Writing Prompts – Creative Copy Challenge #200

What an amazing day today is! We celebrate our 200th writing prompt challenge. When we started this site, we were not sure we’d make it more than a month, but we’ve had over 300 submitters , 21,000 comments, and two years of fun that keeps coming.

I wanted to celebrate this great day, by having Cathy Miller choose the words. Cathy is our Welcoming Queen. Each time a new person did a submission, she’d use the challenge words and create a welcome message. They’re so cool, I created a page to collect them. Check them out, as no better way exists to demonstrate how special this place is. Thank you Cathy, and thank you CCC Family. Don’t know what I’d do without you all.

BET YOU CAN’T do this writing prompt. Take the 10 random words below and, in the comments, crush writer’s block by creating a cohesive, creative short story tying all of them together! And remember: after (if) you finish, highlight your words and click the bold button to make them stand out and help you determine if you forgot any words. (If you’ve missed previous writing prompts, we BET YOU CAN’T do those, either.)

  1. Celebrate
  2. Cerebral
  3. Clever
  4. Continuous
  5. Captivating
  6. Cacophony
  7. Crushing
  8. Creative
  9. Copy
  10. Challenge

NOTE: Don’t copy and paste from MS Word. Use a program like notepad that removes formatting or just type in the comment field itself. Also, finish your submission, THEN bold the words. Thanks. (And don’t forget to tweet this and share it with your friends.)

Resources you should check out:
Thesis: Best Damn Theme on the Web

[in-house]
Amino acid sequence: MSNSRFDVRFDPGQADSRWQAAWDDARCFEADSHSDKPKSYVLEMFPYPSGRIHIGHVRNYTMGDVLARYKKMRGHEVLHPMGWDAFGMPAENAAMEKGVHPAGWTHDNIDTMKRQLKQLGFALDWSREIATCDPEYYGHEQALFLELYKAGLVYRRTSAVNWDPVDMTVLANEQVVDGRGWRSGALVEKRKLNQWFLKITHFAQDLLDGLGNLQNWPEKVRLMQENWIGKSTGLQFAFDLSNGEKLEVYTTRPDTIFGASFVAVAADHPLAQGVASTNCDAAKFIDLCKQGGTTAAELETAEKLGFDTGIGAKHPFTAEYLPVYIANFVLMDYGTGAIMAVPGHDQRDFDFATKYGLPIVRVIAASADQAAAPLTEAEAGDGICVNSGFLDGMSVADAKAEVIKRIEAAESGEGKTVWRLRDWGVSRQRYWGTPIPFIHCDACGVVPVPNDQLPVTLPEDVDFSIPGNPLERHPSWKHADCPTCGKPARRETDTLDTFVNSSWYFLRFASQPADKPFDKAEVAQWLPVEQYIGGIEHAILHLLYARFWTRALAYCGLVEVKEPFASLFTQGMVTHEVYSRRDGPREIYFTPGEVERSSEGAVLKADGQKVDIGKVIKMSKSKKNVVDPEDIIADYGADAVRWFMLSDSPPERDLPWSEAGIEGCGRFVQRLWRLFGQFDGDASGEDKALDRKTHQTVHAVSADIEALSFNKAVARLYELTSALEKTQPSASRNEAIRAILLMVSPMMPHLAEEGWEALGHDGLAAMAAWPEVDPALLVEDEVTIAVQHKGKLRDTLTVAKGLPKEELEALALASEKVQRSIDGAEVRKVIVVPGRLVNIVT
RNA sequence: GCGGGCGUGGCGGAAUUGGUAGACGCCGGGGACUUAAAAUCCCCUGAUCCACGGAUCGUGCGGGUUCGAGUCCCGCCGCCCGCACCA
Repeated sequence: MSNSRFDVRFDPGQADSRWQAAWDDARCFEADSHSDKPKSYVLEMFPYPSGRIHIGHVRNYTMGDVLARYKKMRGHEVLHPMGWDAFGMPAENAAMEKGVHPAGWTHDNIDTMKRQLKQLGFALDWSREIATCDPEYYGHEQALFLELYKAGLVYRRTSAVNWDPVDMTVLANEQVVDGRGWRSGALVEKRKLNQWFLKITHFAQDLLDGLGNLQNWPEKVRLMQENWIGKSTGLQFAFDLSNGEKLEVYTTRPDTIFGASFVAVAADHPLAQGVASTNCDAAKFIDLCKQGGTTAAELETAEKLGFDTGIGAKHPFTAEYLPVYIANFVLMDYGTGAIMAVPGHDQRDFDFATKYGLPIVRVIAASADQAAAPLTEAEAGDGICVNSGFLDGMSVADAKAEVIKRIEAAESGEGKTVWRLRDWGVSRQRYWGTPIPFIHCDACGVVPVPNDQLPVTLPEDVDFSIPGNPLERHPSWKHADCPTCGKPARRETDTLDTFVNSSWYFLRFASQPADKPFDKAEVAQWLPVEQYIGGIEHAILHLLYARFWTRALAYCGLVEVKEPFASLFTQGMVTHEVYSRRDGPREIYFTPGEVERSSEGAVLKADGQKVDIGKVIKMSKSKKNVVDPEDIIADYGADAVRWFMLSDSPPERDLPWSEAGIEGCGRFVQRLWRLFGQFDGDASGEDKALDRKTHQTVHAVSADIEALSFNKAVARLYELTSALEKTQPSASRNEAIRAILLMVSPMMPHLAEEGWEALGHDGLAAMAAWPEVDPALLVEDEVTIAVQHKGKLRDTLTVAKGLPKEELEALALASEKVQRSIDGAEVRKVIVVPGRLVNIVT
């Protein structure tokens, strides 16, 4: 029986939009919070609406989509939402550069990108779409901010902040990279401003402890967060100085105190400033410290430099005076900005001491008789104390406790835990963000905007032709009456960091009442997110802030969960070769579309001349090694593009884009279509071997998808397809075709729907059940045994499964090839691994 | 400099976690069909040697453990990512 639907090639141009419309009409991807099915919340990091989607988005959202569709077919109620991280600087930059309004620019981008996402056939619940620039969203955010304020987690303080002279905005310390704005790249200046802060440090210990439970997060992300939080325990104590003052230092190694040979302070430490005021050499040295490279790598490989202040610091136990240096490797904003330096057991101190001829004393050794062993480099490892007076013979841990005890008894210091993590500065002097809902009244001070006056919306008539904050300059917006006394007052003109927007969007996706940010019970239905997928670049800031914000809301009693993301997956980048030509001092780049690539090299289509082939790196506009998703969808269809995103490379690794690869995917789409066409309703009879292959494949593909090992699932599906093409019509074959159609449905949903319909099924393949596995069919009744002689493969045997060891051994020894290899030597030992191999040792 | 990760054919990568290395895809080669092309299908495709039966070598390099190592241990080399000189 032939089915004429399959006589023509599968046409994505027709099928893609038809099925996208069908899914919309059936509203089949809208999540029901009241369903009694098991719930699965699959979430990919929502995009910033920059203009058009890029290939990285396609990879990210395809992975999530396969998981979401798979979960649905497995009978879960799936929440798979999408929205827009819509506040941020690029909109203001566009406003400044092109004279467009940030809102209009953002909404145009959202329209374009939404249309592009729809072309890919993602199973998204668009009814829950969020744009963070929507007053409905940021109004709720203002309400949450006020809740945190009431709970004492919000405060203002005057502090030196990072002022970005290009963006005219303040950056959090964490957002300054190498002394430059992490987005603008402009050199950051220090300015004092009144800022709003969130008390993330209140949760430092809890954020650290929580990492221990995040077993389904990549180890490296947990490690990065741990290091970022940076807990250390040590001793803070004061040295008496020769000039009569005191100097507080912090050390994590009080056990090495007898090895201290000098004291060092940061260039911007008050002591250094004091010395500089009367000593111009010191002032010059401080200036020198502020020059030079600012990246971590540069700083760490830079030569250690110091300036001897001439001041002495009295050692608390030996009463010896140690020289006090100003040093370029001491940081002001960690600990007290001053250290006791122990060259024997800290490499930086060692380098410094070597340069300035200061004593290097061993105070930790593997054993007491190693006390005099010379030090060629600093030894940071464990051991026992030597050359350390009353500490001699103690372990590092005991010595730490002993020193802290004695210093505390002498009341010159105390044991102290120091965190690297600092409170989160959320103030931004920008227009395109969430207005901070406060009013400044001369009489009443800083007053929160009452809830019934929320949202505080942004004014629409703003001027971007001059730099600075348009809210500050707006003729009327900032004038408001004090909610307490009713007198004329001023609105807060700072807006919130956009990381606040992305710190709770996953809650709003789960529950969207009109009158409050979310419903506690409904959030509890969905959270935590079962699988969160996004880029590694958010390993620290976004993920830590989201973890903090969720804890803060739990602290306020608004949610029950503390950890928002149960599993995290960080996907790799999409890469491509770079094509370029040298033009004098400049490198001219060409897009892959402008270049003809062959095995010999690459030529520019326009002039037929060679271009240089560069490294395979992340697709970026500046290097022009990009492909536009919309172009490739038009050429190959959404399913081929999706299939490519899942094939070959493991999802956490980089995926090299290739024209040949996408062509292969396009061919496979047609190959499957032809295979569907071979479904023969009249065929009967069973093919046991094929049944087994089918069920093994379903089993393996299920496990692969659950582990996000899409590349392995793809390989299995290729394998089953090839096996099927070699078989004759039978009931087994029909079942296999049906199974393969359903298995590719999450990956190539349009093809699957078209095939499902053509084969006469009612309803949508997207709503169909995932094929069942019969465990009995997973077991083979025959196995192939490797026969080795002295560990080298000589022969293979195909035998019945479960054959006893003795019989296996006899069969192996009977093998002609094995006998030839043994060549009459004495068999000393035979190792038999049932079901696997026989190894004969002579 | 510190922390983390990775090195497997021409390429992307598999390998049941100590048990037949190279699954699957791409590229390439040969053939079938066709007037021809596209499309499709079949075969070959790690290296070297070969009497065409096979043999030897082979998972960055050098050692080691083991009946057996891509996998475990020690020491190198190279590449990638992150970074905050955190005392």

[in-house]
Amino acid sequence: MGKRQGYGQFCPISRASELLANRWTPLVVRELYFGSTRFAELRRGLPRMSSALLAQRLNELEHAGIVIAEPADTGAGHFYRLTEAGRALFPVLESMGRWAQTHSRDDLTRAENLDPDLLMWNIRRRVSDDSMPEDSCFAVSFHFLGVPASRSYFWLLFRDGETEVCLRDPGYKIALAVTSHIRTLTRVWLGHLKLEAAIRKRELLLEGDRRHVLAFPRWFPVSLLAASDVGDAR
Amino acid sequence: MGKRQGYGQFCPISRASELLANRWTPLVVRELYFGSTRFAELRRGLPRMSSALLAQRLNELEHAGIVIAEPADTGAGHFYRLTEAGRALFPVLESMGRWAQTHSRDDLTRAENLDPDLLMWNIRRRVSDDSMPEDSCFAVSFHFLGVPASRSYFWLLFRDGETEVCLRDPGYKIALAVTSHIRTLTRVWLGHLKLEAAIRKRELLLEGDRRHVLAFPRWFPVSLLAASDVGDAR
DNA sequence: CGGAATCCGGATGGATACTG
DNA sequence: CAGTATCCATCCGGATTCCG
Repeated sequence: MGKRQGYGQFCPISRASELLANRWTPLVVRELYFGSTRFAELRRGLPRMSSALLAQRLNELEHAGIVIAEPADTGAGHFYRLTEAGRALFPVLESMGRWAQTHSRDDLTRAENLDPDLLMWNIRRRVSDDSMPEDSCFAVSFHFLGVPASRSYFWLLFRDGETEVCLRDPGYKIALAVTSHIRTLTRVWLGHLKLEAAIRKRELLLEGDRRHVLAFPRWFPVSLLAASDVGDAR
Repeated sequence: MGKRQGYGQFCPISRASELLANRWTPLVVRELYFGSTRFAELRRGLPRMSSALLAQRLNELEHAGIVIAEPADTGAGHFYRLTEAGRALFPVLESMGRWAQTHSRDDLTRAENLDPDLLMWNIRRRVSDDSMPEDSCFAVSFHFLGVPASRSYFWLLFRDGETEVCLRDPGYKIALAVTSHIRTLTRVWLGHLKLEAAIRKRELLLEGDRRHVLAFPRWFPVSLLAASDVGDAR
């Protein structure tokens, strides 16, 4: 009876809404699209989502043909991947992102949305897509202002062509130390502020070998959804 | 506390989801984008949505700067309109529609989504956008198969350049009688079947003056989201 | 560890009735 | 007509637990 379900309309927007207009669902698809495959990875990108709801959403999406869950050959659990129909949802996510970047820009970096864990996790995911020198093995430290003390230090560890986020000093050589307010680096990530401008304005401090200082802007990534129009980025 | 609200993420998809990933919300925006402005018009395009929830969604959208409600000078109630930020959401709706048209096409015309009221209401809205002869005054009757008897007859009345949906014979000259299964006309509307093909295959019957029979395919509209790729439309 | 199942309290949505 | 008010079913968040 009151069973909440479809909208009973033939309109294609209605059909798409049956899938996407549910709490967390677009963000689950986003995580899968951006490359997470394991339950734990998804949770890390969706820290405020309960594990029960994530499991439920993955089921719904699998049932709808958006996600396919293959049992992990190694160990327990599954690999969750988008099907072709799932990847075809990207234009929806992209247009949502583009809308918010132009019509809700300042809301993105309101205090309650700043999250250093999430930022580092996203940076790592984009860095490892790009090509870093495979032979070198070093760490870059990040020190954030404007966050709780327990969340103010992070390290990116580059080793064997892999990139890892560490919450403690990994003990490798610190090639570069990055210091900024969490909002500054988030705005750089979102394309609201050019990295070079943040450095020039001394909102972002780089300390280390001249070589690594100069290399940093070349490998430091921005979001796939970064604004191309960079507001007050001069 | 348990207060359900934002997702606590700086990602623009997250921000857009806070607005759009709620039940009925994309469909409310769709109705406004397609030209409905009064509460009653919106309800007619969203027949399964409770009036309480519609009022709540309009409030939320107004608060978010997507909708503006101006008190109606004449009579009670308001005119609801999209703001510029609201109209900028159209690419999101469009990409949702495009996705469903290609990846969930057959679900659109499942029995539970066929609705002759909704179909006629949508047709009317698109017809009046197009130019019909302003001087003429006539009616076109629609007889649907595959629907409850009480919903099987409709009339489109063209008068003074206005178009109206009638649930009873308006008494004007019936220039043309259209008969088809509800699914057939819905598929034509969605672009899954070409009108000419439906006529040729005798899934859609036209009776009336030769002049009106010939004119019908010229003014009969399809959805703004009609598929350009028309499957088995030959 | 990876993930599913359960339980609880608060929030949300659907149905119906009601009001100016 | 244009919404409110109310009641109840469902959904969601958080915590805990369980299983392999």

Collective Ink Well: Personalize Your Thesis Theme
Third Tribe Marketing: Marketing done the right way
Story Structure Demystified: Best damn writing book out there


61 Comments on “Writing Prompts – Creative Copy Challenge #200”

  1. Anne Wayman says:

    200th! Congratulations.
    Hey Cathy: A veritable cacophony of clever copy confirmed a continuous cerebral challenge for the creative. A crushing coveting to be captivating meant small cause to celebrate.

  2. Cathy Miller says:

    @Shane-my great pleasure and honor and to kick it off—
    Celebrate. Celebrate. Dance to the music – even if it’s just a cerebral experience. The clever notion that the continuous stream of responses would motivate even the worst of procrastinators is a captivating concept for the uninspired. The negative cacophony of a screaming world is a crushing blow to the creative soul. It’s not a sound I’d like to copy as I challenge the muse to do more.
    Happy 200th, CCC!!!!

  3. “Tonight we celebrate our organisation’s continuous, creative success,” said Brooklyn mob boss Vito Santoni.
    “The challenge from our competitors this past year was clever to say the least” acknowleged Ghandir McNugin, the best drug dealer in the Latin Quarter.
    “Thanks to Vito’s crushing blow they’ll never try to copy us again,” McNugin continued.
    “Well his is a captivating, cerebral cacophony that left the best cold,” said Frankie Duturi.
    “Things will never be the same again in this town again.”

    • Shane Arthur says: